Is Facebook Still a Safe Bet for Advertising?

Jon Bacon      Wednesday, January 30, 2019

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2018 was not the best year for Facebook. Court rulings, stock market struggles, and political issues have filled news cycles and impacted the public's perception of the iconic brand.


For marketers, public uncertainty and political scrutiny surrounding Facebook could raise concerns about its effectiveness as an advertising platform worthy of their consideration, but it shouldn't. As one of the world's most impactful companies, Facebook will definitely find a way back from its current struggles.


Even amidst some of the negative press, Facebook remains a crucial channel for marketers big and small to find and nurture customers.


Why use Facebook Ads


Like many small companies, I must prove value and ROI before being able to justify and grow my budgets. Although one of my biggest fears is missing out on a great opportunity, I also worry about risking too much budget on initiatives and campaigns that may fail.


When financial limitations demand that marketers get creative, we typically look to find the biggest bang for the smallest possible buck. In the recent past, one of the best digital tactics was email marketing. It was inexpensive and had broad distribution. However, some of those efforts have been frustrated with full inboxes and the litany of less desirable email campaigns that flood most inboxes.


Google AdWords remains the digital advertising tool of choice for many, which is in large part due to Google’s legendary algorithms to assist with very targeted advertising. It’s a necessity in any companies digital strategy. But with all of the companies competing for specific AdWords, a smaller marketing budget can be exhausted in a hurry.


That brings us to Facebook. Its algorithms and extremely detailed audience information, help marketers deliver their messages directly to audiences who are just like their current customers. For the consumer, Facebook brings product and service suggestions that align with their personal interests. Additionally, Facebook Ads run at a fraction of Google’s cost, which allows any budget to more effectively compete.


In my experience, that’s why Facebook Ads shine. Here are four steps to get started you’re your Facebook ad campaign.


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4 simple steps to Facebook advertising success


1. Facebook’s pixel: The Facebook pixel is a block of code that companies must install on their own sites to help monitor and measure traffic. This allows the company to track the activity of visitors who come from Facebook and to remarket to them after they leave your site to encourage them to come back and close a sale.


2. Create your ad: Once a company has the tools to identify their Facebook audiences, the next step is to create ads. I recommend creating at least two ads for testing purposes. But most important, and possibly to the annoyance of any good designer, creating beautiful ads is not vital for generating successful results from your Facebook Ads. It is more important to get something out that you can begin testing (at a low budget to start) in order to test what messages and/or images will resonate with your audience. Once you have seen how the ads perform you can tweak the design and text until you have it honed in.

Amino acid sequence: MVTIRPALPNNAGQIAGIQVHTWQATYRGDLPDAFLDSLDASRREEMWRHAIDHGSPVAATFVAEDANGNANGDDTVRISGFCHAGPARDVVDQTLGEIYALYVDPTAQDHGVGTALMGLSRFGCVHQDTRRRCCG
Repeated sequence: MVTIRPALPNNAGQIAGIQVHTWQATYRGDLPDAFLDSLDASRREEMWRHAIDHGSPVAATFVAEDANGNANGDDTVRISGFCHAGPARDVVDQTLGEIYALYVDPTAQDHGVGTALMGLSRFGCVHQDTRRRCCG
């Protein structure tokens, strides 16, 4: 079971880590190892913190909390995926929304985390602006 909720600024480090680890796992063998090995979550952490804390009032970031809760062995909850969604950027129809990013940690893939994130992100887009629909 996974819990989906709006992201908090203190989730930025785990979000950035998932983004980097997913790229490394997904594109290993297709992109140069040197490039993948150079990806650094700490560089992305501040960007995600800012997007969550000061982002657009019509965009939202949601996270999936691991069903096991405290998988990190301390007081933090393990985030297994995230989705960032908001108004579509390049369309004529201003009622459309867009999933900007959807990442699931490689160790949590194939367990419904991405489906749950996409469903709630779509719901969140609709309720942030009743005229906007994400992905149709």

3. Test the ad and targeting: A/B testing is no surprise to any ad campaign, but you’ll want to do a lot of it here as you hone in on the right micro-audience within Facebook’s many communities. For example, my company manufactures a consumer product, cell phone signal boosters. For our campaigns, we might cross-pollinate visitors to our page with fans of auto manufacturers, or mobile device enthusiasts who are between 25 and 40 years of age and located in a small city in Oklahoma that has weak cell reception. The goal for marketers is to find that group who look most like your customer and are motivated to purchase.



4. Review, adjust and relaunch: Engagement, reach, and cost-per-click are some of the metrics to pay attention to on the Facebook side, and conversions, sales, and click-through rate represent the most compelling data from the company page side. Continue to adjust your campaign and target audiences until you’re seeing results that rival or beat those you’re seeing on Google—then, keep tweaking. Don’t be afraid to scrap a set of ads that aren’t performing and start again with some new, perhaps simpler, creative and messaging. Again, all of this can be done on a very little budget.


The ability to target customers at a reasonable cost will have a profound impact on growth as your company improves its Facebook marketing efforts. Increased data from the Facebook pixel and regular monitoring and adjusting will offer greater insights into what drives conversions versus what chases people away.


For now, at least, Facebook is too valuable of a marketing platform to pass on because of recent news cycles, or personal biases, however disastrous they may seem. Hyper-targeted audiences and finding new opportunities will always be needed for any business, and Facebook still offers some of the best targeting around.


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